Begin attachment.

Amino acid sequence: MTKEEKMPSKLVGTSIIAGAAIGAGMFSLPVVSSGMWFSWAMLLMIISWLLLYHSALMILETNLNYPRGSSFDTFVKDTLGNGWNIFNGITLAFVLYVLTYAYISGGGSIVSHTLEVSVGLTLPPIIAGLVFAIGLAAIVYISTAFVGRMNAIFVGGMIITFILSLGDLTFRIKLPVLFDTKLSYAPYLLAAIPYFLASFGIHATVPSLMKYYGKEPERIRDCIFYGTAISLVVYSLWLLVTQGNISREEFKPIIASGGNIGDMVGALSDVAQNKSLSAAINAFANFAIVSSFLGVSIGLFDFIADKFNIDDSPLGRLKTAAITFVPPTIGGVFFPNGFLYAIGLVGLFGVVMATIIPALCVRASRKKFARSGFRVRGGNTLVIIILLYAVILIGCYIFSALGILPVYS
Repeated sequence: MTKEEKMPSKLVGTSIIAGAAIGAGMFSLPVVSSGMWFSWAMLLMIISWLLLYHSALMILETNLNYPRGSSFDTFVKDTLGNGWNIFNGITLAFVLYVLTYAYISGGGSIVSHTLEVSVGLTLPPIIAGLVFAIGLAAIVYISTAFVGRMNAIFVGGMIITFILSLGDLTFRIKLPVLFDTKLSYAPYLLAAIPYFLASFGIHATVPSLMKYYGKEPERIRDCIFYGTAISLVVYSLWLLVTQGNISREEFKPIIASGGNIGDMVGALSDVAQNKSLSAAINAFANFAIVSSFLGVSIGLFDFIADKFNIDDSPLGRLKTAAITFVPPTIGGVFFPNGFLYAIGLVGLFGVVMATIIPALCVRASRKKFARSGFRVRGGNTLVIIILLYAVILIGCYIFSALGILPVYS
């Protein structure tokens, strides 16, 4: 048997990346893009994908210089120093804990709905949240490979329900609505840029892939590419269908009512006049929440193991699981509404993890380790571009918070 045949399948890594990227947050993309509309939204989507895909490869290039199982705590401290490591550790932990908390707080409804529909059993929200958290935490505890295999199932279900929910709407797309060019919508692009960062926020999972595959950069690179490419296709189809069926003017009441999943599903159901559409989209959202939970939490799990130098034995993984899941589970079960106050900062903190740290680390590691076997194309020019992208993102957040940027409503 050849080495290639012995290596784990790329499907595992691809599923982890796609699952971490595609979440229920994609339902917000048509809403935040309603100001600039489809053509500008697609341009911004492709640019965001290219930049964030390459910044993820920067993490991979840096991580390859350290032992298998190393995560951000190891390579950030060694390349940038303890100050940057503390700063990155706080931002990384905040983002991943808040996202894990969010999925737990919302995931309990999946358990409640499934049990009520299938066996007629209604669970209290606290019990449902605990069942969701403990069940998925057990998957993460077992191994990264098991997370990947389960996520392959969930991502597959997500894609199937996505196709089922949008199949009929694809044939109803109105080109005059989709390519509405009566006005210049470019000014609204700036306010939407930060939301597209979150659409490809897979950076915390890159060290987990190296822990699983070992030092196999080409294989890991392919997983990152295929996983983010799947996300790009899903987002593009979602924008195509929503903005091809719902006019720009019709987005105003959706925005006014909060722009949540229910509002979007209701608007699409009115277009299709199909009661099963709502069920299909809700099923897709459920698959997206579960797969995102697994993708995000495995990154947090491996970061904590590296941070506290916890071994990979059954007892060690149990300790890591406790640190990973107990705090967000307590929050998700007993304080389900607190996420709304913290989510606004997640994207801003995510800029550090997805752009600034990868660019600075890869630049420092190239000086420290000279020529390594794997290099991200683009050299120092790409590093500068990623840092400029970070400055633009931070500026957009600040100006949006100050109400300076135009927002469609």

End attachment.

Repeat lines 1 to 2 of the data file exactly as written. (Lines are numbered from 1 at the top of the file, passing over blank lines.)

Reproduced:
Amino acid sequence: MTKEEKMPSKLVGTSIIAGAAIGAGMFSLPVVSSGMWFSWAMLLMIISWLLLYHSALMILETNLNYPRGSSFDTFVKDTLGNGWNIFNGITLAFVLYVLTYAYISGGGSIVSHTLEVSVGLTLPPIIAGLVFAIGLAAIVYISTAFVGRMNAIFVGGMIITFILSLGDLTFRIKLPVLFDTKLSYAPYLLAAIPYFLASFGIHATVPSLMKYYGKEPERIRDCIFYGTAISLVVYSLWLLVTQGNISREEFKPIIASGGNIGDMVGALSDVAQNKSLSAAINAFANFAIVSSFLGVSIGLFDFIADKFNIDDSPLGRLKTAAITFVPPTIGGVFFPNGFLYAIGLVGLFGVVMATIIPALCVRASRKKFARSGFRVRGGNTLVIIILLYAVILIGCYIFSALGILPVYS
Repeated sequence: MTKEEKMPSKLVGTSIIAGAAIGAGMFSLPVVSSGMWFSWAMLLMIISWLLLYHSALMILETNLNYPRGSSFDTFVKDTLGNGWNIFNGITLAFVLYVLTYAYISGGGSIVSHTLEVSVGLTLPPIIAGLVFAIGLAAIVYISTAFVGRMNAIFVGGMIITFILSLGDLTFRIKLPVLFDTKLSYAPYLLAAIPYFLASFGIHATVPSLMKYYGKEPERIRDCIFYGTAISLVVYSLWLLVTQGNISREEFKPIIASGGNIGDMVGALSDVAQNKSLSAAINAFANFAIVSSFLGVSIGLFDFIADKFNIDDSPLGRLKTAAITFVPPTIGGVFFPNGFLYAIGLVGLFGVVMATIIPALCVRASRKKFARSGFRVRGGNTLVIIILLYAVILIGCYIFSALGILPVYS